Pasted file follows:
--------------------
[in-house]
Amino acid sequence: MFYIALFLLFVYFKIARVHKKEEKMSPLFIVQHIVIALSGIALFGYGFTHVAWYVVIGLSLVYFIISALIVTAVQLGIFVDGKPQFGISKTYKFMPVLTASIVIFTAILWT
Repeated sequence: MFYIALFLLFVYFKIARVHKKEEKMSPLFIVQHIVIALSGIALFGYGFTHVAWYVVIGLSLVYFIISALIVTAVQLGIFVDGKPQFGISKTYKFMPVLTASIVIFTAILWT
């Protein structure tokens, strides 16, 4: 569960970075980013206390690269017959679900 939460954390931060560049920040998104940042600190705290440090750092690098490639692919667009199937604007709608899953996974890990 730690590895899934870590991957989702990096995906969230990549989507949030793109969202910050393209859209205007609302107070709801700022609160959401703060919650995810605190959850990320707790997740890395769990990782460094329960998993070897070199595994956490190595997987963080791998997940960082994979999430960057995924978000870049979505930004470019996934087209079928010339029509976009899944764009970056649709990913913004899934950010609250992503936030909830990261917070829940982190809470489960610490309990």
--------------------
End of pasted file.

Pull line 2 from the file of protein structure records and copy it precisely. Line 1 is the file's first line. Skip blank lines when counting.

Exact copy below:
Amino acid sequence: MFYIALFLLFVYFKIARVHKKEEKMSPLFIVQHIVIALSGIALFGYGFTHVAWYVVIGLSLVYFIISALIVTAVQLGIFVDGKPQFGISKTYKFMPVLTASIVIFTAILWT